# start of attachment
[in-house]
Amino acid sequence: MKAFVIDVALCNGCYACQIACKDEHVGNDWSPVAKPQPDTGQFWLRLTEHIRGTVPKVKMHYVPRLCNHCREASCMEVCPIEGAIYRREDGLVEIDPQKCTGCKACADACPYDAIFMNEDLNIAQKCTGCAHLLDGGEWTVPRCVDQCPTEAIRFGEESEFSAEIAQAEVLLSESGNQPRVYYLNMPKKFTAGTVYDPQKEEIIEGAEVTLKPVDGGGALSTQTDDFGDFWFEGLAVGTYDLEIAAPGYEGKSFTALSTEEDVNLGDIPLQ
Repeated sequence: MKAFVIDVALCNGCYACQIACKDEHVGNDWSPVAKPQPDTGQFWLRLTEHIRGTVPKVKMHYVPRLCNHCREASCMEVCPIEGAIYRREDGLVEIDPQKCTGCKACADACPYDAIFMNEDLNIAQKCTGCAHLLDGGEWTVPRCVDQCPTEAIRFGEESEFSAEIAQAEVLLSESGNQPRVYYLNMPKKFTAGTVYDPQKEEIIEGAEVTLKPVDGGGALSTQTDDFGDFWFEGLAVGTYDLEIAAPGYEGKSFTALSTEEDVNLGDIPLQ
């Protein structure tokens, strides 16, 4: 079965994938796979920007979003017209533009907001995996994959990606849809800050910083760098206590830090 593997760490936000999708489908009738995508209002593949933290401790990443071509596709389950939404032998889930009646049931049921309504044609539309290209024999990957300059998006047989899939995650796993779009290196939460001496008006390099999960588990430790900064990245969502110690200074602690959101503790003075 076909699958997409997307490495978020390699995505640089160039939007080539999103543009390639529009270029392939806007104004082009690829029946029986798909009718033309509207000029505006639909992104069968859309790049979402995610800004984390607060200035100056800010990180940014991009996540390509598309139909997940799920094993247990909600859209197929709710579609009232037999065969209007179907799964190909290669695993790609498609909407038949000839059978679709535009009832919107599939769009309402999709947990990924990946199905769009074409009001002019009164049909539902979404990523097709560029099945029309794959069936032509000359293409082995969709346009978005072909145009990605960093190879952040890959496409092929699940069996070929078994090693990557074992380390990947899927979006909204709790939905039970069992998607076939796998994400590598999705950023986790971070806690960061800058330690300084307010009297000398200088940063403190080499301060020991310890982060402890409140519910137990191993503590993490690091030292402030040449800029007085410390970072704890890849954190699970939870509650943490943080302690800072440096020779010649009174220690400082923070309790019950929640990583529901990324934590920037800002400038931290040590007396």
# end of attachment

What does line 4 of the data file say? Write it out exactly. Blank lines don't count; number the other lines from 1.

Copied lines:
């Protein structure tokens, strides 16, 4: 079965994938796979920007979003017209533009907001995996994959990606849809800050910083760098206590830090 593997760490936000999708489908009738995508209002593949933290401790990443071509596709389950939404032998889930009646049931049921309504044609539309290209024999990957300059998006047989899939995650796993779009290196939460001496008006390099999960588990430790900064990245969502110690200074602690959101503790003075 076909699958997409997307490495978020390699995505640089160039939007080539999103543009390639529009270029392939806007104004082009690829029946029986798909009718033309509207000029505006639909992104069968859309790049979402995610800004984390607060200035100056800010990180940014991009996540390509598309139909997940799920094993247990909600859209197929709710579609009232037999065969209007179907799964190909290669695993790609498609909407038949000839059978679709535009009832919107599939769009309402999709947990990924990946199905769009074409009001002019009164049909539902979404990523097709560029099945029309794959069936032509000359293409082995969709346009978005072909145009990605960093190879952040890959496409092929699940069996070929078994090693990557074992380390990947899927979006909204709790939905039970069992998607076939796998994400590598999705950023986790971070806690960061800058330690300084307010009297000398200088940063403190080499301060020991310890982060402890409140519910137990191993503590993490690091030292402030040449800029007085410390970072704890890849954190699970939870509650943490943080302690800072440096020779010649009174220690400082923070309790019950929640990583529901990324934590920037800002400038931290040590007396």